New Castle News

New Castle

March 1, 2012

1982 WPIAL Title Team: Players fill their roles today just like they did back then

NEW CASTLE — Don Ross taught physical education at New Castle High School, but he majored in chemistry when coaching the WPIAL champions.

Ross said all the pieces of the basketball puzzle came together perfectly during the magical season of 1981-82. “Everybody got along so well, but winning creates a lot of cohesiveness.”

It all started with the player that Ross calls “the best point guard he ever coached” — Barry Whetzel.

“Barry was phenomenal,” Ross said. “He rarely turned the ball over. He worked on his jump shot until he became a great shooter. If you left him open, he’d make you pay.”

“We ran a motion offense and let him create. And his teammates benefited, too. When you have Barry throwing you the ball, good things are going to happen.”

Ross likes the skills and cohesiveness of the 2012 ’Canes, too. He said the current club reminds him a lot of 1982.

Brandon Domenick is the Whetzel for these ’Canes, according to Ross. “It’s not fair to compare anyone to Barry, but Domenick is very good at the point.”

Both teams lacked size, forcing smaller, quicker athletes to play inside.

Russell Bruce and Bobby Natale Jr. played on New Castle’s junior varsity team until their senior year.

“Those guys came so far on one year,” Ross said.

Natale was a methodical free throw shooter and unsung hero in 1982. “He was very quiet,” Ross said. “But when the game started, he was ready to go. He did the little things that don’t always show up in boxscores, but coaches notice.”

Senior Malik Hooker is the 2012 player who fills the Natale role. “He does the same kind of things ... follows shots and makes things happen,” the former coach noted. “You don’t realize he’s in double figures until you look at the boxscore.”

Bruce was a young senior, who didn’t turn 17 until the end of the season. “But he played like a veteran,” Ross said. Although only 6-foot-1, Bruce played inside because of his jumping ability. “He was left handed and that gave him an advantage inside.”

Bruce was capable anywhere on the floor. When he played at Westminster College, he played guard.

Ross said Corey Eggelston reminds him of Bruce. “But we didn’t have anybody as athletic as Corey.”

Jimmy Brown was another 6-1 athlete who had the skills to play in the backcourt if the 1982 ’Canes had not been so vertically challenged. “Don’t get in his way,” Ross said. “If I told him we needed something done, it got done.”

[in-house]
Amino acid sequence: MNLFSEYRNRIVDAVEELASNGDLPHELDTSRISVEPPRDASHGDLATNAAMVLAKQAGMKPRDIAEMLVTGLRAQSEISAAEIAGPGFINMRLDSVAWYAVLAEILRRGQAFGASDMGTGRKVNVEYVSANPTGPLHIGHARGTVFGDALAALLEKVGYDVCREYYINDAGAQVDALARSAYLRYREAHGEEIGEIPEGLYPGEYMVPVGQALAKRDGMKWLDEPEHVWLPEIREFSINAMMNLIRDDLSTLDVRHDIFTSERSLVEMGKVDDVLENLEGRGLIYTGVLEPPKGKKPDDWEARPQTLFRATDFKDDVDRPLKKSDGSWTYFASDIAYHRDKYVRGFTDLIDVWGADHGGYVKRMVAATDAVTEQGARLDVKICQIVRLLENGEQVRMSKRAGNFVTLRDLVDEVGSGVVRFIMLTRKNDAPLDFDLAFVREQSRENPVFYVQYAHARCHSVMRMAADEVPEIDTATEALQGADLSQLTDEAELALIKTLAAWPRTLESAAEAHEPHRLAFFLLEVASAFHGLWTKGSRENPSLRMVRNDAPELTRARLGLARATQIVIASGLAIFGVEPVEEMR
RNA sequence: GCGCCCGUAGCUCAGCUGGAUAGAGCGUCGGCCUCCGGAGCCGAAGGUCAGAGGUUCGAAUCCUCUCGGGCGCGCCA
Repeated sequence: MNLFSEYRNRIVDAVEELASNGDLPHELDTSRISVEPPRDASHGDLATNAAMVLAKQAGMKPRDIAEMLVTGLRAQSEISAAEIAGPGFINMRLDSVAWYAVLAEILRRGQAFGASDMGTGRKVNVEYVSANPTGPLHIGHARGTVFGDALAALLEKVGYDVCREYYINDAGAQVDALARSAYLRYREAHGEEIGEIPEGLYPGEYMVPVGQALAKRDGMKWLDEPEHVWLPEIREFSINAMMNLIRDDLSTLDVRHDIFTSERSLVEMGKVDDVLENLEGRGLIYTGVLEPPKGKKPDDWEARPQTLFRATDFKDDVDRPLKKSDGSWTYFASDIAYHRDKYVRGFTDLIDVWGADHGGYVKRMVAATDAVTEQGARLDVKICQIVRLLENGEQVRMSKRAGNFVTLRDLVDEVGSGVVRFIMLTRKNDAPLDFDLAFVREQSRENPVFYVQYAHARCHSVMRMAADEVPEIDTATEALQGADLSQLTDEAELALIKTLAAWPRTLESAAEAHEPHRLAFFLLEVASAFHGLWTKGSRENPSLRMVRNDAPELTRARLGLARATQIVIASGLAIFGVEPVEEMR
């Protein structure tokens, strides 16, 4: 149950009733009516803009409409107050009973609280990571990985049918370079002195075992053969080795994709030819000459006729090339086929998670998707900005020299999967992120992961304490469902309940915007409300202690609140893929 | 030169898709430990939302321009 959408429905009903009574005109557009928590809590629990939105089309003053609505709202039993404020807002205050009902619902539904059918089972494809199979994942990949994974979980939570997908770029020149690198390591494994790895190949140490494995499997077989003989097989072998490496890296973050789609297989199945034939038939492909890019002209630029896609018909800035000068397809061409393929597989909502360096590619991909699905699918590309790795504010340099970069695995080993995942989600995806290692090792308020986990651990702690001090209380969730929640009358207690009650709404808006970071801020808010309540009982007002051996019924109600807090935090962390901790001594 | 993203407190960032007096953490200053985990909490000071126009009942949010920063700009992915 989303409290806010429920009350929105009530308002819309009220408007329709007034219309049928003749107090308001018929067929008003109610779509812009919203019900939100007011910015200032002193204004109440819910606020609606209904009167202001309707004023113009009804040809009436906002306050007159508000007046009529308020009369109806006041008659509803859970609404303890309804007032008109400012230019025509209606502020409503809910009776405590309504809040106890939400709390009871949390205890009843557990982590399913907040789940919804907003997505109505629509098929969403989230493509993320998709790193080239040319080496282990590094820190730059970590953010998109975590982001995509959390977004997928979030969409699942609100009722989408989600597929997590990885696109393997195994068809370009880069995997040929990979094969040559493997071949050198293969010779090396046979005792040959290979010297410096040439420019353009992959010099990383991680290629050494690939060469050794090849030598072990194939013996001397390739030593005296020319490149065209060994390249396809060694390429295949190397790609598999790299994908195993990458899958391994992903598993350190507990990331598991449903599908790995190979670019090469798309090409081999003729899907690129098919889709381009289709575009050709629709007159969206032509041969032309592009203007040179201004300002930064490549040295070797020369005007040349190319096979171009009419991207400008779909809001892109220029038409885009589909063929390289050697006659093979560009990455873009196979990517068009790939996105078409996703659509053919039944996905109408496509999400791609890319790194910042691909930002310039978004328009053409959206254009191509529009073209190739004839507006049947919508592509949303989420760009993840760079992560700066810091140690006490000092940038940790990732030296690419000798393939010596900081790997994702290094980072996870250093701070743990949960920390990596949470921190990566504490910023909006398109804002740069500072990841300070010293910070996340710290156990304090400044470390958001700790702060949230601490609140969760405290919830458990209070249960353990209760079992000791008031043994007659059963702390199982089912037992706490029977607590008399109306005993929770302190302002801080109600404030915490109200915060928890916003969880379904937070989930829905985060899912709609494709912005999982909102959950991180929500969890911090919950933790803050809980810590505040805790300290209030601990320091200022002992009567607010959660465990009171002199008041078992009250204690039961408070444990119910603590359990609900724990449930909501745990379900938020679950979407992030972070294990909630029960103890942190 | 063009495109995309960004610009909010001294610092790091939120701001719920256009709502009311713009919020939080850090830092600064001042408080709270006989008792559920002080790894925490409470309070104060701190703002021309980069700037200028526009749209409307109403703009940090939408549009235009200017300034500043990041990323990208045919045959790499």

Brown was instructed to keep future NBA player Armen Gilliam away from the boards during New Castle’s game against Bethel Park. “I told him if he had to foul, make it a good one,” Ross said. “He did and GIlliam decided to stay in the corner rather than came back inside.”

Ross said Antonio Rudolph has many of the same attributes as Brown.

Frank Bongivengo Jr. played quarterback in football and was a quarterback for the basketball team, too.

Bongivengo would often play the point to give Whetzel a break. In one game, Bongivengo made 12 shots that would have been good for three points had the rule been in existence then.

“Frank was not a prototypical basketball player, but he did things well. He hustled and went after loose balls like crazy,” Ross remembered. “We’d have loose ball drills until somebody got a bloody nose and Frank always got one.”

Tied with Bethel Park in the PIAA semifinals with four seconds left, Bongivengo made the game-winning shot from halfcourt. “He was a great shooter, and even though he wasn’t having a good night, he wanted the ball,” Ross said.

Ross said Anthony Richards is the Bongivengo for the 2012 team. “I like the way Richards plays defense. He never quits.”

At 6-1, Paul Schweikert had the size and skills to replace a guard or a forward.

“Any game he went in he helped us,” Ross said. “He was only a junior, but he wasn’t fearful.”

Jason Rankin, the current girls basketball coach at New Castle, was a guard who backed up Whetzel in 1982. “Jason would always help Barry prepare for a game,” Ross said. “He was coaching even then. At least he knows he was playing second fiddle to the best guard in Pennsylvania.”

Rankin had another role. A popular sports vernacular in 1982 claimed the game ain’t over until the Fat Lady sings. But at New Castle, the games didn’t begin until the skinny guy vocalized. Rankin often wowed the crowd by taking a microphone and singing the national anthem.

The 2012 team has no answer for that.


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